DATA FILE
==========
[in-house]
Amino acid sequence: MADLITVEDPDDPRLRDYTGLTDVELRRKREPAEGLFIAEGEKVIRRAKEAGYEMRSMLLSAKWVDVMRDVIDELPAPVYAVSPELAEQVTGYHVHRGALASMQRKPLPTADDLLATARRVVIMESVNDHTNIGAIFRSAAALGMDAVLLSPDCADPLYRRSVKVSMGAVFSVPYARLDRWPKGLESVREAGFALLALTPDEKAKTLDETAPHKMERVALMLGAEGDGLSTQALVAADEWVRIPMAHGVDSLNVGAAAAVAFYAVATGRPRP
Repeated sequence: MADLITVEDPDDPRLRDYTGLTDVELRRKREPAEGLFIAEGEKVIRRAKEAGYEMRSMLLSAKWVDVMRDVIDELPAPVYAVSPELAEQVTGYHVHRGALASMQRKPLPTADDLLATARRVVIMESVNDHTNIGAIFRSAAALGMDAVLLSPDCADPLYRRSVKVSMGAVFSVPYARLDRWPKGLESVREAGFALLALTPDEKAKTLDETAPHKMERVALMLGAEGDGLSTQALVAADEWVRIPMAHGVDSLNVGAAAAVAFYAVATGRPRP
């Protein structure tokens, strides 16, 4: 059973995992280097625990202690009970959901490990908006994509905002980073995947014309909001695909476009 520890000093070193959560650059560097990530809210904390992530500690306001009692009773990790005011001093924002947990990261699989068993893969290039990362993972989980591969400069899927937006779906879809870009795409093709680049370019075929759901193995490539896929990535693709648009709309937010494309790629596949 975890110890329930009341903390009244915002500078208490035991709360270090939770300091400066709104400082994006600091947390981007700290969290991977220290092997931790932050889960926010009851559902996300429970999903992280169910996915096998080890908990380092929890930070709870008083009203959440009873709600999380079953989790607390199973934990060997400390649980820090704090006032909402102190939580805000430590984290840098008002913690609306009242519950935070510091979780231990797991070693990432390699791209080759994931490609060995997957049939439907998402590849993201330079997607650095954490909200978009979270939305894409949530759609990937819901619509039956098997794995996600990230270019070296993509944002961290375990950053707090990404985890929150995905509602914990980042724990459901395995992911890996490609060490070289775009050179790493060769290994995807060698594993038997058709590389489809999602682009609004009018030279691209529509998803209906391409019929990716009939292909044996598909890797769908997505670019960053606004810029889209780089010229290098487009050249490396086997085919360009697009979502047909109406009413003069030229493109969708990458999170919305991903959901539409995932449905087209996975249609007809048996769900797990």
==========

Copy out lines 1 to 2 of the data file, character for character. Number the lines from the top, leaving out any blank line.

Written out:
[in-house]
Amino acid sequence: MADLITVEDPDDPRLRDYTGLTDVELRRKREPAEGLFIAEGEKVIRRAKEAGYEMRSMLLSAKWVDVMRDVIDELPAPVYAVSPELAEQVTGYHVHRGALASMQRKPLPTADDLLATARRVVIMESVNDHTNIGAIFRSAAALGMDAVLLSPDCADPLYRRSVKVSMGAVFSVPYARLDRWPKGLESVREAGFALLALTPDEKAKTLDETAPHKMERVALMLGAEGDGLSTQALVAADEWVRIPMAHGVDSLNVGAAAAVAFYAVATGRPRP